Electrician mounting solar panel on roof of modern house
Electrician mounting solar panel on roof of modern house

Power costs spike after government interventions

EXCLUSIVE: Australia spends $5 billion a year propping up renewable energy which "undermines" private investment in coal and substantially pushes up household electricity bills, a new research paper says.

In fact, every major intervention made by the federal government into the energy market has triggered electricity price hikes - with costs now 221 per cent higher than they were in 1997, an Institute of Public Affairs analysis reveals.

In contrast, the CPI prices have risen 70 per cent in the same period.


IPA research fellow Kurt Wallace said the expansion of government-backed renewable energy at the expense of coal-fired energy over the past 20 years had caused power prices to rise at more than three times the rate of inflation.

"Every major instance of government intervention into the energy market has coincided with increases to electricity prices, including the introduction of the RET (Renewable Energy Target) in 2000, the expansion of the RET in 2009, the introduction of the carbon tax in 2012, the signing of the Paris Climate Agreement in 2015, and the announcement of the National Energy Guarantee in 2017," he said.

"The only occasion in which there was a sharp drop to electricity prices was following the repeal of the carbon tax in July 2014."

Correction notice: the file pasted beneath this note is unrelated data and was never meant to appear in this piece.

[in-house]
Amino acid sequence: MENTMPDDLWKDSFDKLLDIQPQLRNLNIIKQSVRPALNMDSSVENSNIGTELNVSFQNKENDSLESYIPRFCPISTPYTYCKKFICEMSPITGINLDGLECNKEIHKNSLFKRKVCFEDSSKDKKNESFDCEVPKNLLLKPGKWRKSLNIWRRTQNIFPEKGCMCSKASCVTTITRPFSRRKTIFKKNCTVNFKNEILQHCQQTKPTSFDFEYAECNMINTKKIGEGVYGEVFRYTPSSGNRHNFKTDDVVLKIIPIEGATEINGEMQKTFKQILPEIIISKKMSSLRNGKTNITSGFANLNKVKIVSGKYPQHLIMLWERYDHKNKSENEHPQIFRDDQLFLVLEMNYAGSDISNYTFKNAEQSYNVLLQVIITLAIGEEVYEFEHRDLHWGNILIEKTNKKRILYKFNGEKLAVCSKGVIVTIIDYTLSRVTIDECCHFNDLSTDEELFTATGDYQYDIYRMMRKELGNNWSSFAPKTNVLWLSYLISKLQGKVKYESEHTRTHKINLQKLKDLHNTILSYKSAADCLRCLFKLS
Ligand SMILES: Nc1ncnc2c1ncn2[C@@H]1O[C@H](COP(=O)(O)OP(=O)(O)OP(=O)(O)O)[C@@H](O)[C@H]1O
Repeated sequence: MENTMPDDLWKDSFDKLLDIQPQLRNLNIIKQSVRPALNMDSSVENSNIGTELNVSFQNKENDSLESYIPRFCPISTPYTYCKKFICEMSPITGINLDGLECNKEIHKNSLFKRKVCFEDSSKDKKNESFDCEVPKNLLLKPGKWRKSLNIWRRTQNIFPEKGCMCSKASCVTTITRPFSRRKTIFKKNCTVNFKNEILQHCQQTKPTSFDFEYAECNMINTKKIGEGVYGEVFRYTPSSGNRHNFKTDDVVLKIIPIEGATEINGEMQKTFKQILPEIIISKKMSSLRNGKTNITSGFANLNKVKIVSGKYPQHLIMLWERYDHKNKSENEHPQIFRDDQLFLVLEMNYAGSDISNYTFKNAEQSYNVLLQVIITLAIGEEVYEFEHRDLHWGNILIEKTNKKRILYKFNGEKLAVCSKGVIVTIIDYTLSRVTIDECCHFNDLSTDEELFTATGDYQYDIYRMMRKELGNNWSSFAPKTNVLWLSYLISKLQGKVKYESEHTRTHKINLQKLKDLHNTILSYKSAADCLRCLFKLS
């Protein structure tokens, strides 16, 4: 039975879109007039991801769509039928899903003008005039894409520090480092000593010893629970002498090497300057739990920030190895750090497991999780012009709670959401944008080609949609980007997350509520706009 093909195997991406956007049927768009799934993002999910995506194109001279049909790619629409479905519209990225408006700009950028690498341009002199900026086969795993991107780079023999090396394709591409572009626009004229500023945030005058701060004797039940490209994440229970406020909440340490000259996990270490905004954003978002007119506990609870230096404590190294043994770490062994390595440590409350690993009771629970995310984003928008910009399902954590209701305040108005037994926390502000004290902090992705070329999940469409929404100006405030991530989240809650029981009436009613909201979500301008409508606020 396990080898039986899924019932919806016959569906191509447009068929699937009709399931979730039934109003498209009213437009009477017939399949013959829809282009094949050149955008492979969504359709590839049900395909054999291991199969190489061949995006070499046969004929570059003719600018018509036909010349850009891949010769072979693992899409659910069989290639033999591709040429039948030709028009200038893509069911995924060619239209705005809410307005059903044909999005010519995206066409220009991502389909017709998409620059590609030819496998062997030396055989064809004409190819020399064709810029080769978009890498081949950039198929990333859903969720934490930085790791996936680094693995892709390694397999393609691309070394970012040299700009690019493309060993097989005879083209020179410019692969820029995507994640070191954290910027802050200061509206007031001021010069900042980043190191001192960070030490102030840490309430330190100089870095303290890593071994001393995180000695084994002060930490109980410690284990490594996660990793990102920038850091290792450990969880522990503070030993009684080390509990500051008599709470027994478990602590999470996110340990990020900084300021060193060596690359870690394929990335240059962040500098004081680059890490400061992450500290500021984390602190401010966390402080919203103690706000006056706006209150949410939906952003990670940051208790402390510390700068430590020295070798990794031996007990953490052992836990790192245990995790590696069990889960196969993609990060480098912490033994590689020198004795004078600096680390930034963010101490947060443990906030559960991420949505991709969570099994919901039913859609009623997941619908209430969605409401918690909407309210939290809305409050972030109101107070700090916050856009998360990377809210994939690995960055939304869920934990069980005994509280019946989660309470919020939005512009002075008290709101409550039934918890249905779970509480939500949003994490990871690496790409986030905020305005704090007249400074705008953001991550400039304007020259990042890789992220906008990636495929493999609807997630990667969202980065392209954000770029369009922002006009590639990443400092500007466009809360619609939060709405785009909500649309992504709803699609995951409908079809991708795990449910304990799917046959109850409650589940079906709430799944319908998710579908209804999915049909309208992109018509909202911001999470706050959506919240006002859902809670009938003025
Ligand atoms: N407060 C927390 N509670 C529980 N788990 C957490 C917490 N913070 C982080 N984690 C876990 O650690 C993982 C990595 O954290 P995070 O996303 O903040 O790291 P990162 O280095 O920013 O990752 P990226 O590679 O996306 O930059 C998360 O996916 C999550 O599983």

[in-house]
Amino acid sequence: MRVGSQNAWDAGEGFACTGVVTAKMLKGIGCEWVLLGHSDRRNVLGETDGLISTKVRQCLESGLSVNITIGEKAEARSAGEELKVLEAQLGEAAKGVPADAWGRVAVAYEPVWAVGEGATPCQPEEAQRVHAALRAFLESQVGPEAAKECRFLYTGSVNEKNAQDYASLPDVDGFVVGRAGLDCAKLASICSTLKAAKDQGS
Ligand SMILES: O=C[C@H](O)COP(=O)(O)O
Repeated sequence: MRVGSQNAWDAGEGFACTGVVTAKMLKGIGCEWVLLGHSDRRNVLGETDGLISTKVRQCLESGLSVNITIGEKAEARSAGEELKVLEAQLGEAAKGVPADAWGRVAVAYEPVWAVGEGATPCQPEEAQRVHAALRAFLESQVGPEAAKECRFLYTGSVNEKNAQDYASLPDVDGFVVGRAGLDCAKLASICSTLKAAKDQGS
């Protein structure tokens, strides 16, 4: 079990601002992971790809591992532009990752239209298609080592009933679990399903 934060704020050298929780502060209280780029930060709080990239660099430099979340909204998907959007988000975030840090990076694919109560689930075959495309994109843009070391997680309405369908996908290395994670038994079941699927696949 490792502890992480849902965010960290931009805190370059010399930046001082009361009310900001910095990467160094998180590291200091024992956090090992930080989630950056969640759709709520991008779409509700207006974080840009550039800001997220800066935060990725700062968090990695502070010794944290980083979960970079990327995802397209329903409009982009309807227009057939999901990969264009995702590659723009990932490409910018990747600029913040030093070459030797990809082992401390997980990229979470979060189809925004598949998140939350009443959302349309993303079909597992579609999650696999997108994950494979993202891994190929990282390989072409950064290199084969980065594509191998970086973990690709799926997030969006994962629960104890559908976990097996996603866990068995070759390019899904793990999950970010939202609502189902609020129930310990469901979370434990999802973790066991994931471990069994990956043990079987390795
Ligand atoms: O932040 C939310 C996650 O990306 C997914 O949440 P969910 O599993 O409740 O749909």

The research paper, titled Technological Neutrality in Australia's Energy Market, said current policy settings of the federal government have hampered the adoption of cleaner more efficient HELE (high-efficiency low-emission) coal-fired power.

"Government subsidisation of renewable energy, red tape and restrictions on coal-fired power, and policy uncertainty, has dried up investment in new and efficient coal-fired power," Mr Wallace said.

"At the same time, government policy has actively encouraged more expensive, less reliable and inferior forms of energy generation onto the market from wind and solar energy generators.

"The government has assumed a bureaucratic management approach to energy that is far removed from a free market."

Having to respond to weather-dependent electricity production is straining existing coal-fired power stations.
Having to respond to weather-dependent electricity production is straining existing coal-fired power stations.

Mr Wallace said the government should adopt a policy of "technological neutrality", which would remove subsidies for renewables.

The $5 billion of taxpayer funded subsidies for renewable energy, combined with restrictions on gas and coal-fired power, had artificially increased the price of electricity and undermined the stability of the grid, he said.

"Existing gas and coal-fired power stations are forced to respond to fluctuations in electricity production coming from weather-dependent sources."

This meant they have to reduce capacity and then ramp it up in different conditions, straining coal-fired stations.

Renewables have increased from 8 per cent to 17 per cent over a decade, while coal-fired power declined to 60 per cent from 84 per cent in 1997.

"While many countries around the world are building new low-emission coal-fired power stations, investment in new coal-fired power units in Australia has come almost to a standstill," Mr Wallace said.